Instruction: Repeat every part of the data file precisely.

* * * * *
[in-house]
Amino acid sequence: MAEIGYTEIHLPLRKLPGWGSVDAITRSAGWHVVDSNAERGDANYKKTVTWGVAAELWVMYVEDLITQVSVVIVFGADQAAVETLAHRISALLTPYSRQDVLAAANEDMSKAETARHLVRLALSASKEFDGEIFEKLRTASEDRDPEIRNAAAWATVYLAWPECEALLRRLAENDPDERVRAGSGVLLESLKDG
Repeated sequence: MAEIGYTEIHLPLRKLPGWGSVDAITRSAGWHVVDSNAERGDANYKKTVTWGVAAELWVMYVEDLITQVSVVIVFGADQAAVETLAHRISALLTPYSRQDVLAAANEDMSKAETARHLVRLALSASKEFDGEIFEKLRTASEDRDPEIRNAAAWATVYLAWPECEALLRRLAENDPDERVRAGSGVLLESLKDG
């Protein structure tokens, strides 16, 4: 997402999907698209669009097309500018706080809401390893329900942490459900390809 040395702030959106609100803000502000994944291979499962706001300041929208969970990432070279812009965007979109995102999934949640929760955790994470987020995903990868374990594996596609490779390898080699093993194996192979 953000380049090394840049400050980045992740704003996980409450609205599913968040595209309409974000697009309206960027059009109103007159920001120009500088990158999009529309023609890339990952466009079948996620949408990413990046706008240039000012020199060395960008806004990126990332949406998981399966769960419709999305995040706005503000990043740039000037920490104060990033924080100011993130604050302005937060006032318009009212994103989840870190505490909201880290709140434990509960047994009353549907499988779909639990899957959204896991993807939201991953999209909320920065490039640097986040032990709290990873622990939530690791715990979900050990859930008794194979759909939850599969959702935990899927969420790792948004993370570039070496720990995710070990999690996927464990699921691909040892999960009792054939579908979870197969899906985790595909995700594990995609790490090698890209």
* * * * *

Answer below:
[in-house]
Amino acid sequence: MAEIGYTEIHLPLRKLPGWGSVDAITRSAGWHVVDSNAERGDANYKKTVTWGVAAELWVMYVEDLITQVSVVIVFGADQAAVETLAHRISALLTPYSRQDVLAAANEDMSKAETARHLVRLALSASKEFDGEIFEKLRTASEDRDPEIRNAAAWATVYLAWPECEALLRRLAENDPDERVRAGSGVLLESLKDG
Repeated sequence: MAEIGYTEIHLPLRKLPGWGSVDAITRSAGWHVVDSNAERGDANYKKTVTWGVAAELWVMYVEDLITQVSVVIVFGADQAAVETLAHRISALLTPYSRQDVLAAANEDMSKAETARHLVRLALSASKEFDGEIFEKLRTASEDRDPEIRNAAAWATVYLAWPECEALLRRLAENDPDERVRAGSGVLLESLKDG
């Protein structure tokens, strides 16, 4: 997402999907698209669009097309500018706080809401390893329900942490459900390809 040395702030959106609100803000502000994944291979499962706001300041929208969970990432070279812009965007979109995102999934949640929760955790994470987020995903990868374990594996596609490779390898080699093993194996192979 953000380049090394840049400050980045992740704003996980409450609205599913968040595209309409974000697009309206960027059009109103007159920001120009500088990158999009529309023609890339990952466009079948996620949408990413990046706008240039000012020199060395960008806004990126990332949406998981399966769960419709999305995040706005503000990043740039000037920490104060990033924080100011993130604050302005937060006032318009009212994103989840870190505490909201880290709140434990509960047994009353549907499988779909639990899957959204896991993807939201991953999209909320920065490039640097986040032990709290990873622990939530690791715990979900050990859930008794194979759909939850599969959702935990899927969420790792948004993370570039070496720990995710070990999690996927464990699921691909040892999960009792054939579908979870197969899906985790595909995700594990995609790490090698890209």